A short hop from here and we get to our final mooring, just past the Blue Bell Cider House (no really, not another pub Steve??)

Here’s the first lock – with the original bridge – note the gap, to allow the horse-drawn barge to keep the rope connected.

And Steve finds the B&W setting on his camera for some “arty” heritage shots:

Or sometimes better in colour?

With some help from the volly (Pat)

He showed me how to open the two bottom gates on your own – I sort of get it:

More art?

This looks like a contender for photo of the day – maybe a new desktop piccie?

And what happens when two boats need to pass?

Nearing the top – another of those bridges . . .

And the last of the monochrome artworks . . . vote now!

Phew! Got to the top and on for another hour but no more locks . .

Final stop (after the pit stop at Wedge’s !) Spot the tired Toby?

Conveniently near the Blue Bell Cider House!

Tomorrow – Birmingham!


Summer Cruise#2 – Day 8 R&R

Rain is forecast. Rest is required. Pub lunch promised to crew.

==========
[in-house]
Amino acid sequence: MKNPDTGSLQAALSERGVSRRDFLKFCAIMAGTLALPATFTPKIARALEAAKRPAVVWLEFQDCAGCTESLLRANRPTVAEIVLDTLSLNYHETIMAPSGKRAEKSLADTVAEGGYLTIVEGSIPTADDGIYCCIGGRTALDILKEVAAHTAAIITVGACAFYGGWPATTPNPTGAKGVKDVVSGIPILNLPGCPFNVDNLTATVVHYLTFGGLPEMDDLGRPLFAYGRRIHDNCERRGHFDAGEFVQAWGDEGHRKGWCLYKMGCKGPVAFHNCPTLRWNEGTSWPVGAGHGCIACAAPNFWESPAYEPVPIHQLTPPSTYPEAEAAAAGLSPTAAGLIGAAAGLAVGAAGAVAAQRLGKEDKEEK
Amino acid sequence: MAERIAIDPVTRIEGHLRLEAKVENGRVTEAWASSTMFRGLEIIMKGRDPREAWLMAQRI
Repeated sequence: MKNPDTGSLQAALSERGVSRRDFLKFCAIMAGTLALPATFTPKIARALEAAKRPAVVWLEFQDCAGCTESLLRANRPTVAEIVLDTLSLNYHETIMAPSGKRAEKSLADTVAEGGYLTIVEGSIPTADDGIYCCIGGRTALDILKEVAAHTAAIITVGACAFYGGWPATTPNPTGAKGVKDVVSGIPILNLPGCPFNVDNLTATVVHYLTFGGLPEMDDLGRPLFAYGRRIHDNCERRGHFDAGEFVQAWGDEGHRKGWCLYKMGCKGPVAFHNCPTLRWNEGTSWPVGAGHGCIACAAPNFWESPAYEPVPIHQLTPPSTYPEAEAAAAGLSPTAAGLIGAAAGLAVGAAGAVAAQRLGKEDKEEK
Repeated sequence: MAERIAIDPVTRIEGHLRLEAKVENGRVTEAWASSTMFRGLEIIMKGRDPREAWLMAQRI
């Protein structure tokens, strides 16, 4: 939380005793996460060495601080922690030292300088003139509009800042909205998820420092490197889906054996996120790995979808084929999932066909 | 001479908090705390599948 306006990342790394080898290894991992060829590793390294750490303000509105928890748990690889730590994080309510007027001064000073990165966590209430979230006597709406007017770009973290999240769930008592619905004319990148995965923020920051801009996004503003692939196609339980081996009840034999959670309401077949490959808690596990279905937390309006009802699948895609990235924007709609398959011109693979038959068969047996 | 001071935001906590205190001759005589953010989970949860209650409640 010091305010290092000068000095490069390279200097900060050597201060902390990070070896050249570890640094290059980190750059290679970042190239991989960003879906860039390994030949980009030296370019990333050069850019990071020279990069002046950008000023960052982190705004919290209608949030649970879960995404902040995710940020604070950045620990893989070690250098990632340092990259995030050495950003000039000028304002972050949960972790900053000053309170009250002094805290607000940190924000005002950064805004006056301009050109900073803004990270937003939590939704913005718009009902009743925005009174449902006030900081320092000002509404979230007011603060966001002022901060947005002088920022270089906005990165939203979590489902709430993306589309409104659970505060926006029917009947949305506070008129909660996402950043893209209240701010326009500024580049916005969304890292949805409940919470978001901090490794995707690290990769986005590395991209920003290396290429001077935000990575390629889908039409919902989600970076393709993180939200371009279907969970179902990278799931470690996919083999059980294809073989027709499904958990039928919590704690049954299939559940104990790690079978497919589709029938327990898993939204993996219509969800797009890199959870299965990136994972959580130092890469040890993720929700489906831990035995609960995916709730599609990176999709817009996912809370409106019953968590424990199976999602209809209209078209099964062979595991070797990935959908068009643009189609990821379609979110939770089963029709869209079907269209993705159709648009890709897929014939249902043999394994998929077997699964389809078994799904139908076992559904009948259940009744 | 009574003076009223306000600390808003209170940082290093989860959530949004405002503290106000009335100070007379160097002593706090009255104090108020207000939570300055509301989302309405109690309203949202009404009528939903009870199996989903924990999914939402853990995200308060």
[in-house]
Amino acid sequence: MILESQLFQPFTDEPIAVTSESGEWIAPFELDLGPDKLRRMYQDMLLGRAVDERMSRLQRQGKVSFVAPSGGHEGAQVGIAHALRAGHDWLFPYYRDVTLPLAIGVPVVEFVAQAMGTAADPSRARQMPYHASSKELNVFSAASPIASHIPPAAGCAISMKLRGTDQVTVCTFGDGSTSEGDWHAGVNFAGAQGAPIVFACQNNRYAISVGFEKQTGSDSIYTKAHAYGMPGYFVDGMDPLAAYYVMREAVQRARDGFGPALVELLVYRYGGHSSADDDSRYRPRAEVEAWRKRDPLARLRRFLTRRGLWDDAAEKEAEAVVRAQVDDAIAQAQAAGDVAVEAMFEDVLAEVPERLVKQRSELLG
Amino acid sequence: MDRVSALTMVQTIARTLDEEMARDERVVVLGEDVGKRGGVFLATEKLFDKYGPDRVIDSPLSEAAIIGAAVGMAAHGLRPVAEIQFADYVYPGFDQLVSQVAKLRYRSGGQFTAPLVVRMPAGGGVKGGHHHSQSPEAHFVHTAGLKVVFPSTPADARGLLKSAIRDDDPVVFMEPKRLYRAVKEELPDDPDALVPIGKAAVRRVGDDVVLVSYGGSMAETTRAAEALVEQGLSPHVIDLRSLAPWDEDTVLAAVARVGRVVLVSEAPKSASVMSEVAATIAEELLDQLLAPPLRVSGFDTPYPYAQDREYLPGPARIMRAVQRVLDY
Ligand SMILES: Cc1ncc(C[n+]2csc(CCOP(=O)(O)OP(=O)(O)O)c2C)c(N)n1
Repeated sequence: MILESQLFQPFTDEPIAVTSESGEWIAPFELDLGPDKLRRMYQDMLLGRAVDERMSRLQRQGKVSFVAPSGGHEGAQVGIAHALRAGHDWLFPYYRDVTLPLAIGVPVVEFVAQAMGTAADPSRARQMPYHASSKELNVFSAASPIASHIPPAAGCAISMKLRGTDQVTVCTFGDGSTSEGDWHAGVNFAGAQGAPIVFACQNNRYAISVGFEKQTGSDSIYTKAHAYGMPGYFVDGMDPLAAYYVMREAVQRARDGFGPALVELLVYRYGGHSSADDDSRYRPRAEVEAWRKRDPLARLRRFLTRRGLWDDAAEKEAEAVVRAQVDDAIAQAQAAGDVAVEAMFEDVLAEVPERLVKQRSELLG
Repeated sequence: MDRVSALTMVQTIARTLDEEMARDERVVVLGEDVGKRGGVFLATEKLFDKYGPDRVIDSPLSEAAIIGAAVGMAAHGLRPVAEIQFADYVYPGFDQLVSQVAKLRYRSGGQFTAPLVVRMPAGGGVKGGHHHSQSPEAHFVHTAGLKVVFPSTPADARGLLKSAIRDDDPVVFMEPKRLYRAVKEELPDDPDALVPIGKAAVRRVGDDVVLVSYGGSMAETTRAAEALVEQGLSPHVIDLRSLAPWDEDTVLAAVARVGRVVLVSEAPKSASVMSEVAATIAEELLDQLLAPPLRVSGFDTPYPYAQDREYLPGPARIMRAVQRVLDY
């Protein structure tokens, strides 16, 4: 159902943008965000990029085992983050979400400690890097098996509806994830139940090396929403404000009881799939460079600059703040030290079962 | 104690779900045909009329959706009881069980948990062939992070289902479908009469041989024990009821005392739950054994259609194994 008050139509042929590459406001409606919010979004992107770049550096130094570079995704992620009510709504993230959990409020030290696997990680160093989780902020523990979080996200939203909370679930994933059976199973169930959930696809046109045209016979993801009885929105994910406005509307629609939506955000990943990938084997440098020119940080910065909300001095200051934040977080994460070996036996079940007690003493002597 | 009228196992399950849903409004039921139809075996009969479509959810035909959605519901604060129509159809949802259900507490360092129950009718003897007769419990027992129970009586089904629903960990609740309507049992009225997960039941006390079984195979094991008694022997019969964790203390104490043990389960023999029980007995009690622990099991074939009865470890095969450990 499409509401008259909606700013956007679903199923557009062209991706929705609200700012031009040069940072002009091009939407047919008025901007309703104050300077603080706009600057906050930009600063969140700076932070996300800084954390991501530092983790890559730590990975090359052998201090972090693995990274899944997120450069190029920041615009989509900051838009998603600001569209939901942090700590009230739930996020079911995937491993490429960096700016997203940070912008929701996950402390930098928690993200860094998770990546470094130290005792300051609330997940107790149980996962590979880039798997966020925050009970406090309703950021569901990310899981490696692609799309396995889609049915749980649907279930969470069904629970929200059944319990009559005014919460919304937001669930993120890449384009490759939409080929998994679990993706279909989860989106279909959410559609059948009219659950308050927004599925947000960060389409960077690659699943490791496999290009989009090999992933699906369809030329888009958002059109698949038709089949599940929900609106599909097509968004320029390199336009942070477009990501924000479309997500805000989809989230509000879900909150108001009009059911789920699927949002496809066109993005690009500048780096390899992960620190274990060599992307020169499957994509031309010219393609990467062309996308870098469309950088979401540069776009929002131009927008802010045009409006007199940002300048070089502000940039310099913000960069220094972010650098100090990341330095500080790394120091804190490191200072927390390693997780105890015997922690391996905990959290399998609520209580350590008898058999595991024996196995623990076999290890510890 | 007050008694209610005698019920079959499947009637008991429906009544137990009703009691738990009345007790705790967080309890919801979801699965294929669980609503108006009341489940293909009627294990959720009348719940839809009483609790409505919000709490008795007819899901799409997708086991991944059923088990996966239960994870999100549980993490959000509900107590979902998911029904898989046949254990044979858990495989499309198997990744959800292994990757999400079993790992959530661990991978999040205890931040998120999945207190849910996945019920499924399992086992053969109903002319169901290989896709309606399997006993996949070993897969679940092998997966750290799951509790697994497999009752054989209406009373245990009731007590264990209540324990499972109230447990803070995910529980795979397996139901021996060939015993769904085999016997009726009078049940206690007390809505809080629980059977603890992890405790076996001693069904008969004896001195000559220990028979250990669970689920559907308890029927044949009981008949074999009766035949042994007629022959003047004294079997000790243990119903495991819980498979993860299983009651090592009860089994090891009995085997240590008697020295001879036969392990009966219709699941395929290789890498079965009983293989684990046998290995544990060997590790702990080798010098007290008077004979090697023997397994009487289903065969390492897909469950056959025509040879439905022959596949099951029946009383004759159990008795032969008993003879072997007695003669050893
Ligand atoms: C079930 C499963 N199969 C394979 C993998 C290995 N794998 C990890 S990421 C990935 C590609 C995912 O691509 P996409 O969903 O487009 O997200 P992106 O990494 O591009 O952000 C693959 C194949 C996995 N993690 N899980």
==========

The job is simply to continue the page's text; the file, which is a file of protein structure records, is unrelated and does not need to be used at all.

Lazy day. Viv derusts her magnetic hooks in the cratch and paints em with Hammerite.

Some cleaning, polishing, plus Steve checks his little black knob – bit suspect that it is not working as we’ve had no TV for a week.

Not really wanted any but be nice to know if it is kaput. But no, the multimeter checked its continuity and it bleeped so thats OK.

Oh, and lunch in the Tom of the Wood. They do snacks which is good as a lot of their mains were around £12. Nice modern but cosy place.

Walk down to the strange and convoluted Kingswood junction, where the Grand Union branches to the Stratford.

Pictures tomorrow maybe.

More rain.

Playing Killers on the bluetooth speaker . . . . Are we human or just dancer?

Time  for a round of nine spot dominoes!  Brace yourself David – its a £1 a point!😉

So far so good. No sign of the West Country gribble. 

Batteries holding up 91%, today, which is nice.

Blue Bell Cider house and Wedge’s bakery tomorrow.

Summer Cruise#2 – Day 7 The Hatton Flight


With our day of rest completed, we were up early-ish and off by 0830, past the Saltisford arm and under the bridge to the first of the 21 locks of the infamous Hatton Flight. All was quiet and no sign of any other boater – so we waited for a bit . . . always wise to share locks – not only for the stability of having two boats in these wide locks but also for the chat & help! Not too long and Dave & Marilyn arrived on their boat Deolali Tapp (look that one up!). And we cheerfully sailed up all 21 locks in about 3 and a half hours – pretty good! Very grateful for all their help.

Under and then In, the first lock.

We waited and then in the distance – a boat!

A gentle bimble – Viv did the first few locks, then we changed around

Viv drove very well: